Tag Archives: Uber

Few Gigs Left In The Gig Economy

My daughter recently moved to the Bay Area. She has a new job, her first out of college, but viewed the move with trepidation. Could she and her roommates afford west coast rents on their modest salaries? They worried about returning to their old bargain basement digs – unsavory but inexpensive – it got broken into twice, and one night they awoke to find a passerby smashing in their car windscreen with a brick.

They wanted safe – but could not afford it.

The hunt was on. The onset of COVID19 had driven all three home to their parents. But understandably, the itch to get on with grown up lives even in the new normal, intensified their search.

After four months of trawling through rental property websites, an Airbnb host offered the trio her charming San Francisco apartment at an incredible discount – much to their disbelief, it was well below its listing price. It appears that after the owner’s business took a nosedive in the pandemic, she was prepared to take a chance on newly minted graduates, offering them a long term rental they could just about afford.

Many gig workers like my daughter’s new Airbnb landlady took a hit when the pandemic struck. Once, they were the face of a thriving gig economy  – Airbnb reported that its women hosts earned nearly $15 billion in the last year alone.. But as the pandemic unceremoniously sank the economy, forcing businesses to shut and jobs to vanish under the threat of infection, many gig workers – Airbnb hosts, Uber drivers, dog walkers, babysitters, Task Rabbit ‘taskers’ – faced with the prospect of layoffs, reduced hours and pay, had to invent new ways to supplement incomes in order to survive.

Dr. Alexandrea Ravenelle

“Quite frankly, now is not a good time to be a gig worker, said Dr. Alexandrea Ravenelle, Professor of Sociology (UNC Chapel Hill), at an Oct 2 Ethnic Media Services briefing about the pandemic’s devastating impact on the gig economy.

Not only do gig workers find business drying up, but those who depend on app-based livelihoods risk exposure to the coronavirus.

Uber and Lyft drivers taking strangers to airports and Task Rabbit workers going into private homes to assist or run errands, are especially vulnerable, because they often work jobs “in close proximity with strangers that carries a high risk of exposure to COVID19,” warned Dr. Ravenelle, who interviewed 200 gig workers for a study. The danger of infection coupled with a huge drop in demand for their services, puts gig workers in a “lose lose situation.”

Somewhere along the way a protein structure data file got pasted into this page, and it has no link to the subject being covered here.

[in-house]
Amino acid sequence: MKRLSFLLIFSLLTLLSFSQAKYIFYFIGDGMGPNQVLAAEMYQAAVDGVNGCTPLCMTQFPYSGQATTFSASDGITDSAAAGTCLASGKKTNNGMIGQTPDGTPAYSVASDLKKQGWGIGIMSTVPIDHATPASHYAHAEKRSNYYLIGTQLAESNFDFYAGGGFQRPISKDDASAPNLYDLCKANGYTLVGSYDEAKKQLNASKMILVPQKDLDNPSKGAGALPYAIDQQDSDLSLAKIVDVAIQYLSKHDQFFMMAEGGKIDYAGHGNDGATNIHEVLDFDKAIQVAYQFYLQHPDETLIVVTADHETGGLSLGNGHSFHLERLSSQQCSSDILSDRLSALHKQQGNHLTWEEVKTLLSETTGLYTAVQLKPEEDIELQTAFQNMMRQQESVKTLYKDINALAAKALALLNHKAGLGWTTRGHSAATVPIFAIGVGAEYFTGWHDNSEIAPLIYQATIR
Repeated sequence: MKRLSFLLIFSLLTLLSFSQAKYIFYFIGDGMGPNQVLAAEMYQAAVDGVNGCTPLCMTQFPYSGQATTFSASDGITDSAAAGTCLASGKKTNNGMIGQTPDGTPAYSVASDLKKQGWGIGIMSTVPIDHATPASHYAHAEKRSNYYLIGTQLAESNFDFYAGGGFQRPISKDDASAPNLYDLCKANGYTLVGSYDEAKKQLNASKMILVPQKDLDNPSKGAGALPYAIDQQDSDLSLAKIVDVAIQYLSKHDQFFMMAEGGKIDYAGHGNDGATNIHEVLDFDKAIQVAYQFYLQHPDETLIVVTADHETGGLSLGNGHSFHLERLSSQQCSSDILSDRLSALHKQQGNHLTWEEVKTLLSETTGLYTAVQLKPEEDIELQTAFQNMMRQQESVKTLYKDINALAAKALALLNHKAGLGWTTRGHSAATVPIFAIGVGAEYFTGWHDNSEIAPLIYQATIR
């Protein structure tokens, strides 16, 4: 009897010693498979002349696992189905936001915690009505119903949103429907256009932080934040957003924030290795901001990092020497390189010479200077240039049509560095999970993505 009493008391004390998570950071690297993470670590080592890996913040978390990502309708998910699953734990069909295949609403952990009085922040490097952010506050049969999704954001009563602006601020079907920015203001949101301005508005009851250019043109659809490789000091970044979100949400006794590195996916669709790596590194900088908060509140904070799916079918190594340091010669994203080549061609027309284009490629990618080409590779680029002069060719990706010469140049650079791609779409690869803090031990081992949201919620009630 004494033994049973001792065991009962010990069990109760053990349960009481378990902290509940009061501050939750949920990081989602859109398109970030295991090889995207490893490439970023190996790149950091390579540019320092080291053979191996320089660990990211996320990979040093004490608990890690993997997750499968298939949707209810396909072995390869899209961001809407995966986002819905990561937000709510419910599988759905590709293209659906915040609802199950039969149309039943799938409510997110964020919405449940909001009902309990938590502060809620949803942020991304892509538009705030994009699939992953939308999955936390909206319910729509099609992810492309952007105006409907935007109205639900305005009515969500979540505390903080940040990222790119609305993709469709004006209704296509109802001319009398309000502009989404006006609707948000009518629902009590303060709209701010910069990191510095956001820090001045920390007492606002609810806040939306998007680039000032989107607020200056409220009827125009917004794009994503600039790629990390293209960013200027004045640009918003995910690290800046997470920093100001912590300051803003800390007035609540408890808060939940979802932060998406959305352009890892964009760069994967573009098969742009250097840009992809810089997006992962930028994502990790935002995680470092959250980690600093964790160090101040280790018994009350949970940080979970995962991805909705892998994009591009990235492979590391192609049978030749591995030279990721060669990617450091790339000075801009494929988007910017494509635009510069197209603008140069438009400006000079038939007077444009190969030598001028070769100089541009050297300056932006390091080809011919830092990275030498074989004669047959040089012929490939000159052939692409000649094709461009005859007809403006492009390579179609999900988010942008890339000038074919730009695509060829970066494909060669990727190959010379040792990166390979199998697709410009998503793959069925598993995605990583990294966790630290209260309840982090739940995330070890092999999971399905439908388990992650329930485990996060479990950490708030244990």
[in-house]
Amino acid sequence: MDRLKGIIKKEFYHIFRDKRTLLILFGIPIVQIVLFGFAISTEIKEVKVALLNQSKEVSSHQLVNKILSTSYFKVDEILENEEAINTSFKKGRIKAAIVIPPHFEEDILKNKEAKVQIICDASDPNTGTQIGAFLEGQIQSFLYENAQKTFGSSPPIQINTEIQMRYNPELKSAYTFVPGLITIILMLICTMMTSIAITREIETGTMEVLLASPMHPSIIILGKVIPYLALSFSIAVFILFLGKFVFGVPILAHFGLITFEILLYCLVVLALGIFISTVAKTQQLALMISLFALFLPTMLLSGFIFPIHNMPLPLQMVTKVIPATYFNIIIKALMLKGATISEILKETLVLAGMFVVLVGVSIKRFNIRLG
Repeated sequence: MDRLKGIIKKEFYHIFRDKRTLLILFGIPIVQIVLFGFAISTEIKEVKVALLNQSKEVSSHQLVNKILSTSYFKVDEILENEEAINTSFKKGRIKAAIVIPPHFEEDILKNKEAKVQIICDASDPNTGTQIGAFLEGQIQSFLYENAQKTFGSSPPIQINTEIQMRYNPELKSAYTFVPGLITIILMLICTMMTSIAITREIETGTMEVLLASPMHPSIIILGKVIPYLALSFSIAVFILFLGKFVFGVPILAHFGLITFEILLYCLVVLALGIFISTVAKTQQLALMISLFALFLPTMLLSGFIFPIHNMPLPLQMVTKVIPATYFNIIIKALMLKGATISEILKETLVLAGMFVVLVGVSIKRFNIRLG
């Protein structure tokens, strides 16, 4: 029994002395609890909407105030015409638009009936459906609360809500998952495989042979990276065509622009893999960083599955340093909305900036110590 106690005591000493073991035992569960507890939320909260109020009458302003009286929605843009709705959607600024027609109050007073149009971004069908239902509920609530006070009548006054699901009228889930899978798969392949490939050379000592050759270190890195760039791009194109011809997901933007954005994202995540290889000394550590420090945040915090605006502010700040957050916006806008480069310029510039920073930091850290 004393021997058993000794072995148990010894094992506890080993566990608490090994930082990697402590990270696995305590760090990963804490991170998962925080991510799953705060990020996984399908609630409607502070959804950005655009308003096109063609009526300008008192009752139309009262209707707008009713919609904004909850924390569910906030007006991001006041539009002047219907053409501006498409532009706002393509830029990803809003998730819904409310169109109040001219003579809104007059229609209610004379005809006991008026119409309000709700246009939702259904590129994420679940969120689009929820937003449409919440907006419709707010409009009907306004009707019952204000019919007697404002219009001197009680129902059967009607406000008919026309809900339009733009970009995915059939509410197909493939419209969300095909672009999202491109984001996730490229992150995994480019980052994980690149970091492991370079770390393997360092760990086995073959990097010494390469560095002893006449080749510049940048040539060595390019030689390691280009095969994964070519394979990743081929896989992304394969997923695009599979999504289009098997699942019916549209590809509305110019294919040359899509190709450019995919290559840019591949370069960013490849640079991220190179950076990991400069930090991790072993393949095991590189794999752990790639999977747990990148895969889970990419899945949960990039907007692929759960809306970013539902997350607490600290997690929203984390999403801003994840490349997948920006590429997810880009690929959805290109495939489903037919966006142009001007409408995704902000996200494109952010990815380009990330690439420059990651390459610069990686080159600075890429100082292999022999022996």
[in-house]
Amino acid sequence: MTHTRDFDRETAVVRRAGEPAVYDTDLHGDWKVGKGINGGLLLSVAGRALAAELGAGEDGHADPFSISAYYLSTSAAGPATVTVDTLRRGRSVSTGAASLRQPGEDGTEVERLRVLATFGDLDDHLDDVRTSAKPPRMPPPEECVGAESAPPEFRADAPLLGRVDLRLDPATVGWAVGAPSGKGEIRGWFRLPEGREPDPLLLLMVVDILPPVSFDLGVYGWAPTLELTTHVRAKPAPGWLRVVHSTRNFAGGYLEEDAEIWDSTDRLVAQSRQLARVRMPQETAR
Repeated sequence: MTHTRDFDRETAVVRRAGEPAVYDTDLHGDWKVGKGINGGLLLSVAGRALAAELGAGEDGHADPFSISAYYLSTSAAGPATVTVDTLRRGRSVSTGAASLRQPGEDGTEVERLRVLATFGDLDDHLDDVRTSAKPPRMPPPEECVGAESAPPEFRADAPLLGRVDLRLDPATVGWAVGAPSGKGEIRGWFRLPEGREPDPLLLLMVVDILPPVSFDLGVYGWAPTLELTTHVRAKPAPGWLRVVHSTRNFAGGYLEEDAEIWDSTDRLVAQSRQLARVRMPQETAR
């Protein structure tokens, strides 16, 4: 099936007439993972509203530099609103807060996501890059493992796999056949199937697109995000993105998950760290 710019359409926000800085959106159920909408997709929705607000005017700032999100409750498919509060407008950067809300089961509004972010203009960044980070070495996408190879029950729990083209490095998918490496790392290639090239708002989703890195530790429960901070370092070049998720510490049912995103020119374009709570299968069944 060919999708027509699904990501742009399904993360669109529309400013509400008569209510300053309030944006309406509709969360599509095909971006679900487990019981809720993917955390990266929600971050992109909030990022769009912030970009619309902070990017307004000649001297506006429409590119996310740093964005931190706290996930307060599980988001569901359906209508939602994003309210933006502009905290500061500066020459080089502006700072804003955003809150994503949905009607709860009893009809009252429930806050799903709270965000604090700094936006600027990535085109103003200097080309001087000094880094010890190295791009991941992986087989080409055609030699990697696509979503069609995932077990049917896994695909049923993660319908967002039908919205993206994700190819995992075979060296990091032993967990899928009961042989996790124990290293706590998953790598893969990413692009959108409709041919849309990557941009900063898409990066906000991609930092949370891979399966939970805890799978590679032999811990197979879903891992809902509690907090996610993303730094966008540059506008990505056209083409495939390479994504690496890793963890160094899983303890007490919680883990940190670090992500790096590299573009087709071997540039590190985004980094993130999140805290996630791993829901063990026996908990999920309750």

Challenges facing gig workers

Already enduring precarious circumstances, gig workers are now forced to compete for a smaller share of offerings. Even though the lockdown triggered increasing demand for food delivery apps – DoorDash, UberEats, GrubHub – and grocery shopping apps like Shipt and Instacart, which app-based workers have long relied on as dependable sources of income, the rise in demand hasn’t helped.

In fact, app-based workers now are fighting off growing competition from a surge of newly unemployed workers for food delivery jobs, even as they fight to keep the virus at bay. In Chicago, Saori Okawa, who worked as an Uber driver before the pandemic, told the Chicago Tribune she was making less money delivering food now than she did ferrying passengers in her car.

Growing numbers of unemployed workers are using what Dr. Ravenelle, calls the ‘side hustle safety net’ to keep afloat in a sinking economy. New ‘hustlers’ are flooding the gig economy, either because they do not know they are eligible to receive unemployment benefits, or, can no longer wait for funds; but many refuse to apply for what they perceive as the stigma of a government handout. Even documented and green card holders who are eligible have refused unemployment benefits, fearing it would jeopardize their legal status.

Newcomers are turning to gig jobs as “an occupation of last resort,” even though it pays less than unemployment benefits, said Dr. Ravenelle. Many want to escape being trapped at home without any work, but most unemployed workers are desperate to feed their families and pay their rent.